What is bisexuality?
Bisexuality can be a confusing topic because people define it in many different ways.
The answer varies, depending upon who is asking the question. Is bisexuality defined by identity, behavior, attractions – or some combination of these? Where does bisexuality begin and end? Human sexuality is sometimes seen as a continuum, with same-sex attractions on one end and other-sex attractions on the other. Bisexuality, then, must fall somewhere in the middle. But where? Does bisexuality refer only to the middle point, or 50/50 attraction? Or does bisexuality encompass all the space between the extremes? How much bisexual attraction and/or behavior does it take to make a person bisexual?
Is the concept meaningful across cultures, and does it always have the same meaning? Some cultures may not use the word bisexual, and even in those that do, many people may be unfamiliar with or misunderstand it. Does bisexuality encompass people whose attractions change over time? If you are once bisexual are you always bisexual? If you are in a long-term relationship, do you stop being bisexual and “become” gay or straight? And for each of these questions, who gets to decide?
When talking about bisexuality, it is sometimes useful to distinguish between behavior and identity. Someone who has had sexual experience with or even just attractions to people of more than one sex can be described as bisexual, but may not identify that way. Likewise, one can identify as bisexual regardless of sexual experience. Furthermore, identities can change over time. Definitions can change too.
Here’s Robyn Ochs’s story:
My own understanding of bisexuality has changed dramatically over the years. I used to define bisexuality as “the potential to be attracted to people regardless of their gender.”
Then one day I was chatting with my friend Alberto, who, like me, identifies as bisexual. I tossed out my definition and he looked at me like I was crazy.
“Regardless of gender? No, no, no! There’s no ‘regardless’ about it for me. For me it’s all about difference. I’m attracted to cheerleaders and football players. It’s precisely the extremes of difference that attract me.” Alberto is attracted to the poles, to super-masculine guys and super-feminine girls.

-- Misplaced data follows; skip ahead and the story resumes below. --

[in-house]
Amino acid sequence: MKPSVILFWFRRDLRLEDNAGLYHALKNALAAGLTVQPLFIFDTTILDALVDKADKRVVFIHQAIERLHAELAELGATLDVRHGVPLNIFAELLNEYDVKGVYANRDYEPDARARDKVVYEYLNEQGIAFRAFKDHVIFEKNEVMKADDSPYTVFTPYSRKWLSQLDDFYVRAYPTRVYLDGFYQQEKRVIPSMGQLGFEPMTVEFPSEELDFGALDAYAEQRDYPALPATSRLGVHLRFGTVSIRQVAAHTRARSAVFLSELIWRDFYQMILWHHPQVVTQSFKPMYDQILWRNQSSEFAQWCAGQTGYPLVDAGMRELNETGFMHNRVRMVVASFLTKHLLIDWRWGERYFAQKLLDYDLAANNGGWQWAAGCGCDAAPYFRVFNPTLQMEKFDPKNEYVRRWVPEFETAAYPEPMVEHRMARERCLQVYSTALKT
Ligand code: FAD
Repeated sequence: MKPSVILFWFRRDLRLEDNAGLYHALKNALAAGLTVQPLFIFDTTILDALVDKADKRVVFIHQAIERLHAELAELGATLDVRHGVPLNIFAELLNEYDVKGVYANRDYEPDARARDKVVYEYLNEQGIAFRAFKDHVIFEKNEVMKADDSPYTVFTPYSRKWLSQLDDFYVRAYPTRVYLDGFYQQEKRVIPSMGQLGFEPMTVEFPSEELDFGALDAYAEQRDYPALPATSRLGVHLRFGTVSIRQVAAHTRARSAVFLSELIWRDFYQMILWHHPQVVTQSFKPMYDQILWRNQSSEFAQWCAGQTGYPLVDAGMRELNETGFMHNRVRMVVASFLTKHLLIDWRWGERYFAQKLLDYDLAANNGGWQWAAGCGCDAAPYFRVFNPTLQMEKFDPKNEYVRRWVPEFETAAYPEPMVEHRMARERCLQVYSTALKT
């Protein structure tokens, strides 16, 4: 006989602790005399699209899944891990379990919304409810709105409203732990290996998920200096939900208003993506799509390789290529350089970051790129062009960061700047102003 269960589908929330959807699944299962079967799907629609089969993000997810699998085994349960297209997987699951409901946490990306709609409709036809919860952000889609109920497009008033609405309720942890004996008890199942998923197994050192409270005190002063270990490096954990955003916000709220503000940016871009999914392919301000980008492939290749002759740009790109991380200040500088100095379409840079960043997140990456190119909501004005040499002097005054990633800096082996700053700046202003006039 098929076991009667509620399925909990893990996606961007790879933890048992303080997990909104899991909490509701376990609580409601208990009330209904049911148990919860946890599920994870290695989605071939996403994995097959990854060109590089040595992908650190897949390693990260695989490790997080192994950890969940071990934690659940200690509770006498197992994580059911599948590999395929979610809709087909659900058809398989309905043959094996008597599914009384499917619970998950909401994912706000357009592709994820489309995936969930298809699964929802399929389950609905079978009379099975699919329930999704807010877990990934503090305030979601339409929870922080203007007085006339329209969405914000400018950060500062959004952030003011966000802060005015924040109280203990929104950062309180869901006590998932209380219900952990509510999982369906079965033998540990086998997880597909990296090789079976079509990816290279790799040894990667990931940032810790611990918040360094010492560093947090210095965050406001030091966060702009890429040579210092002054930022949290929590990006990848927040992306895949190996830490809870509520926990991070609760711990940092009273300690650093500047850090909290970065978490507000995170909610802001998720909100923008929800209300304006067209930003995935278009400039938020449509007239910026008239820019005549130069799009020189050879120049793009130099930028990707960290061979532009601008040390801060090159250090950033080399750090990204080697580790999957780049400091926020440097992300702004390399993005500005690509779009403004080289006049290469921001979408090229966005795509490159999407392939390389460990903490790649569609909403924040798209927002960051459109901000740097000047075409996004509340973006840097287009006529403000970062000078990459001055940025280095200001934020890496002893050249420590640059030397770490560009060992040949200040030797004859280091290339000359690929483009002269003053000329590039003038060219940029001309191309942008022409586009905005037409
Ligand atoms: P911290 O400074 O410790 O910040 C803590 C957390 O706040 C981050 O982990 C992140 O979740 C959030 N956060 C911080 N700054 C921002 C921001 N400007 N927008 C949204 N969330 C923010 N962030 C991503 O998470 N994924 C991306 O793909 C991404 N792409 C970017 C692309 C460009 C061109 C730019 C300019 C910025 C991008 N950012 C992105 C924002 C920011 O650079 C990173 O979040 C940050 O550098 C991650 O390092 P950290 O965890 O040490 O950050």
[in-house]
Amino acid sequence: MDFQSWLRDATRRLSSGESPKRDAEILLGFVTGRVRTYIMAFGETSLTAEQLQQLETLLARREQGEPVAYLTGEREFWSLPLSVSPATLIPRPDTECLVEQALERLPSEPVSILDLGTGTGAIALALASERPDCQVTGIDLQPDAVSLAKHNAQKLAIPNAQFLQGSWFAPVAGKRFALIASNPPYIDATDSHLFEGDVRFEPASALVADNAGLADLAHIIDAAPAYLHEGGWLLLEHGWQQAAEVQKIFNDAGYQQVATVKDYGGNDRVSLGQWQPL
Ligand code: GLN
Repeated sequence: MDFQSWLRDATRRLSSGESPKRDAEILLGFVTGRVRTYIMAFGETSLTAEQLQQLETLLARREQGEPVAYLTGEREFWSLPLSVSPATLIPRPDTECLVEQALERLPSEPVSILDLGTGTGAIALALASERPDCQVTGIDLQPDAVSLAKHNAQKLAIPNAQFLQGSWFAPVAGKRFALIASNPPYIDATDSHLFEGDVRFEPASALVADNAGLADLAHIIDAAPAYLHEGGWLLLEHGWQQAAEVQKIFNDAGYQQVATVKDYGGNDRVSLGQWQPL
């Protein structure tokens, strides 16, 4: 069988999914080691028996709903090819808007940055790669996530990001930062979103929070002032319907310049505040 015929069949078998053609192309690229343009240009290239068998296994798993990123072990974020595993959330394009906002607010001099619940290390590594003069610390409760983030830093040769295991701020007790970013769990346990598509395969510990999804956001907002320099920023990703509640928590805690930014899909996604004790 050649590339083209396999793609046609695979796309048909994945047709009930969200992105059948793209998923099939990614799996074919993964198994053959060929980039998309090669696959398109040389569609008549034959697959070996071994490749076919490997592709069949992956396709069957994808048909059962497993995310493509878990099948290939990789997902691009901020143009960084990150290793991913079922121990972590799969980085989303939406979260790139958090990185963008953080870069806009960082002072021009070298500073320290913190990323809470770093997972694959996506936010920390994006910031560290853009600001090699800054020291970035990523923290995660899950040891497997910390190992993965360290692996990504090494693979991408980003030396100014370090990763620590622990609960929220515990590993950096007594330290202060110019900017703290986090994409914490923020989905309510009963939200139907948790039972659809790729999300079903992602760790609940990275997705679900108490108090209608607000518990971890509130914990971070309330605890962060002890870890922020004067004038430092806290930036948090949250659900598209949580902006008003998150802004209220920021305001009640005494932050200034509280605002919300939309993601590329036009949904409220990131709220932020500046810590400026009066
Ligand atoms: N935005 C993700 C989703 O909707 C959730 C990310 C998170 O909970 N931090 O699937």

Others are attracted to masculinity and/or femininity, regardless of a person’s sex. Some of us who identify as bisexual are in fact “gender-blind.” For others—in fact for me—it’s androgyny or the blending of genders that compels.
Then, to complicate things further, I have learned a lot from my intersex, genderqueer and transgender friends. I now realize that I had been confusing gender with biological sex and that the two are not synonymous. Though in reality the difference between sex and gender is far more complicated, I find useful the expression, “Sex is between your legs; gender is between your ears.” In real people, sex and gender do not always correspond. I also learned that sex and gender each exist on a continuum; thus there are more than two sexes, and more than two genders. A male-bodied person can identify as a woman, or as a combination of man and woman; and a female-bodied person can identify as a man, or as a combination of man and woman. And some people’s bodies do not fit their cultures’ standards of male or female.
What does all this mean for our understanding of bisexuality? Dictionary definitions of bisexuality that rely on an idea of “both sexes” are inadequate. As human beings, we live and love in a world that is far more complicated than these narrow ideas allow. Our attractions do not stay within tidy borders, and our understanding of bisexuality must adapt to this. Every one of us must make sense of our own experiences and assign to them our own meaning.
Here’s my current definition of bisexuality. “I call myself bisexual because I acknowledge in myself the potential to be attracted, romantically and/or sexually, to people of more than one sex, not necessarily at the same time, not necessarily in the same way, and not necessarily to the same degree.”
“Is bisexuality a “third kind” of sexual identity, between or beyond homosexuality and heterosexuality? Or is it something that puts in question the very concept of sexual identity in the first place? Why, instead of hetero-, homo-, auto-, pan-, and bisexuality, do we not simply say “sexuality”? And does bisexuality have something fundamental to teach us about the nature of human eroticism?”
—from Vice Versa: Bisexuality and the Eroticism of Everyday Life, by Marge Garber
“Bisexuality means I am free and I am as likely to want to love a woman as I am likely to want to love a man, and what about that? Isn’t that what freedom implies?”
“Bisexuality isn’t more complicated than that – ‘attraction to more than one gender.’ It’s not incompatible with identifying as gay, either. Bisexuality is proof that sexuality isn’t “either/or,” it’s “and.”
—The Bisexual Index